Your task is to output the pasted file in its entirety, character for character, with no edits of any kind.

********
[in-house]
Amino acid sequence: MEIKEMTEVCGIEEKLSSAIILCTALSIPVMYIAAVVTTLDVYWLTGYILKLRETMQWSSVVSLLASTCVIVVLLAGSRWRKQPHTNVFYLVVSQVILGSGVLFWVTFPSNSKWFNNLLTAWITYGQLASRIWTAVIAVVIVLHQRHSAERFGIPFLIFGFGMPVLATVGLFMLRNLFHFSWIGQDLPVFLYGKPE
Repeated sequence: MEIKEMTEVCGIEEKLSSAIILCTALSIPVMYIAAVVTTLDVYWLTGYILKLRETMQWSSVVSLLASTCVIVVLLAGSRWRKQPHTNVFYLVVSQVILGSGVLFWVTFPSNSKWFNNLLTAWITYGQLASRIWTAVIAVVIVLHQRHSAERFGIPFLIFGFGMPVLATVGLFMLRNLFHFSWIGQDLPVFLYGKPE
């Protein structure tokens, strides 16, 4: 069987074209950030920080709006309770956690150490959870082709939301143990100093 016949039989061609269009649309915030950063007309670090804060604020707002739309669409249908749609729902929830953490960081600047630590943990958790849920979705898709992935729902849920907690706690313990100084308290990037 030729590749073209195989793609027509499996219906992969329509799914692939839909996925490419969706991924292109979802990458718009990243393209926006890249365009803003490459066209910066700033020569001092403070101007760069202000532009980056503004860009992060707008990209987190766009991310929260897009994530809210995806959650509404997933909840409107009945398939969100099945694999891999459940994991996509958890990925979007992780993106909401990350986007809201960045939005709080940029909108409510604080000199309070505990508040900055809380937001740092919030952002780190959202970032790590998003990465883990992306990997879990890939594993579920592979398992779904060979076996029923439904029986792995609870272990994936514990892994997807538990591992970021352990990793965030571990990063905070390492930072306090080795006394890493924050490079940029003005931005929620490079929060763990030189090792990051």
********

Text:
[in-house]
Amino acid sequence: MEIKEMTEVCGIEEKLSSAIILCTALSIPVMYIAAVVTTLDVYWLTGYILKLRETMQWSSVVSLLASTCVIVVLLAGSRWRKQPHTNVFYLVVSQVILGSGVLFWVTFPSNSKWFNNLLTAWITYGQLASRIWTAVIAVVIVLHQRHSAERFGIPFLIFGFGMPVLATVGLFMLRNLFHFSWIGQDLPVFLYGKPE
Repeated sequence: MEIKEMTEVCGIEEKLSSAIILCTALSIPVMYIAAVVTTLDVYWLTGYILKLRETMQWSSVVSLLASTCVIVVLLAGSRWRKQPHTNVFYLVVSQVILGSGVLFWVTFPSNSKWFNNLLTAWITYGQLASRIWTAVIAVVIVLHQRHSAERFGIPFLIFGFGMPVLATVGLFMLRNLFHFSWIGQDLPVFLYGKPE
């Protein structure tokens, strides 16, 4: 069987074209950030920080709006309770956690150490959870082709939301143990100093 016949039989061609269009649309915030950063007309670090804060604020707002739309669409249908749609729902929830953490960081600047630590943990958790849920979705898709992935729902849920907690706690313990100084308290990037 030729590749073209195989793609027509499996219906992969329509799914692939839909996925490419969706991924292109979802990458718009990243393209926006890249365009803003490459066209910066700033020569001092403070101007760069202000532009980056503004860009992060707008990209987190766009991310929260897009994530809210995806959650509404997933909840409107009945398939969100099945694999891999459940994991996509958890990925979007992780993106909401990350986007809201960045939005709080940029909108409510604080000199309070505990508040900055809380937001740092919030952002780190959202970032790590998003990465883990992306990997879990890939594993579920592979398992779904060979076996029923439904029986792995609870272990994936514990892994997807538990591992970021352990990793965030571990990063905070390492930072306090080795006394890493924050490079940029003005931005929620490079929060763990030189090792990051």